I was truly touched by the book of Thich Nhat Hanh Living Buddha, living Christ
, in which he brilliantly shows the parallels between the life of Jesus and the life of the Buddha. I was inspired because many of the things he writes make me think Aha! This is exactly what the Community Life Competence Process is about
I was particularly struck by this paragraph:
"In a true dialogue, both sides are willing to change. We have to appreciate that truth can be received from outside of -not only within- our own group. If we do not believe that, entering into dialogue would be a waste of time. If we think we monopolize the truth and we still organize a dialogue, it is not authentic. We have to believe that by engaging in dialogue with the other person, we have the possibility of making a change within ourselves, that we can become deeper. Dialogue is not a means for assimilation in the sense that one side expands and incorporates the other into its "self". Dialogue must be practiced on the basis of "non-self". We have to allow what is good, beautiful and meaningful in the other's tradition to transform us.
This rings a bell, right? When we do a SALT visit, we try to be open. We are eager to learn and be transformed through the experience. T of Transform. Sometimes we don't know right away that we have been transformed during a visit. Like last week, when we visited the Ruhuha community near Kigali. We were 'one' with them. We danced and sang together. We hugged each other like close friends. At the end of the visit, Phil said: "I have received a beautiful gift."
We can't always explain what is different, what is transformed. But sometimes it is just our heart that is a little more open... soft... :-)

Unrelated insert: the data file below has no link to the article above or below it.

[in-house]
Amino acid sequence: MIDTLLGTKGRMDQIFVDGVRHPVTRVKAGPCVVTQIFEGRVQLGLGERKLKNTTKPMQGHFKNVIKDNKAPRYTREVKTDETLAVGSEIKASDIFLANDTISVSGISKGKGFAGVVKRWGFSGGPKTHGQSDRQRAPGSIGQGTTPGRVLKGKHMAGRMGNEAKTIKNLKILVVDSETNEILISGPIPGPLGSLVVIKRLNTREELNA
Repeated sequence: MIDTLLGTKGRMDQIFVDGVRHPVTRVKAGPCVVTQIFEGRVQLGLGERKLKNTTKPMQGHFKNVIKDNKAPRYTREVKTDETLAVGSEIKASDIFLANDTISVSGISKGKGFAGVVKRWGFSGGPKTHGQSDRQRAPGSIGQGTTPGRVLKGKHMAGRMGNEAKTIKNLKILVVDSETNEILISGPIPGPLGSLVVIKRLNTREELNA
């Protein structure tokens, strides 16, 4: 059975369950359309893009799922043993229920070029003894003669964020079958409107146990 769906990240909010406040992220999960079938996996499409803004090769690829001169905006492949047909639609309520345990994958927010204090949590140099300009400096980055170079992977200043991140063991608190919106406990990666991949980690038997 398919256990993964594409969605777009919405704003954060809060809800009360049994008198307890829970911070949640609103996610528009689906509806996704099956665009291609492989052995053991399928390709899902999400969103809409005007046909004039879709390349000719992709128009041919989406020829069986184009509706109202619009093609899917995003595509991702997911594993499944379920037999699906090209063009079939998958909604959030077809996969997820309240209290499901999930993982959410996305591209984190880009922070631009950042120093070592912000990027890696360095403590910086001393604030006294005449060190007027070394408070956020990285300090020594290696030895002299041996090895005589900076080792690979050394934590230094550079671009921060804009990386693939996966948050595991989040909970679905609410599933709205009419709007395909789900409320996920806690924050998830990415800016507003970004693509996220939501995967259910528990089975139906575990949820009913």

And Thich Nhat Hanh goes on: "But the most basic principle of interfaith dialogue is that the dialogue must begin, first of all, within oneself. Our capacity to make peace with another person and with the world depends very much on our capacity to make peace with ourselves. If we are at war with our parents, our family, our society, or our church, there is probably a war going on inside us also, so the most basic work for peace is to return to ourselves and create harmony among the elements within us -our feelings, our perceptions and our mental states."
We, as human beings, facilitators, maybe development workers, we have to start with ourself. Appreciate our own strengths and qualities. When we can appreciate who we are, we are at peace and we can let go of the 'control' we want over other people's life. We always want to help because it makes us feel good and important. But we have to be careful not to take away the ownership of people over their own life issues.
Miriam is a sex worker selling her services at the truckers stop of Kigali. She told us last week: “What should I do? I keep telling my clients that I’m HIV positive but they still want to have sex without a condom.” It is difficult to resist 'fixing' or judge her situation. But we have to trust that she can solve her own problems. We have to accept that we can only facilitate the discussion between girls like her and the truckers...
Have a wonderful day!
The picture is a calligraphy of Thich Nhat Hanh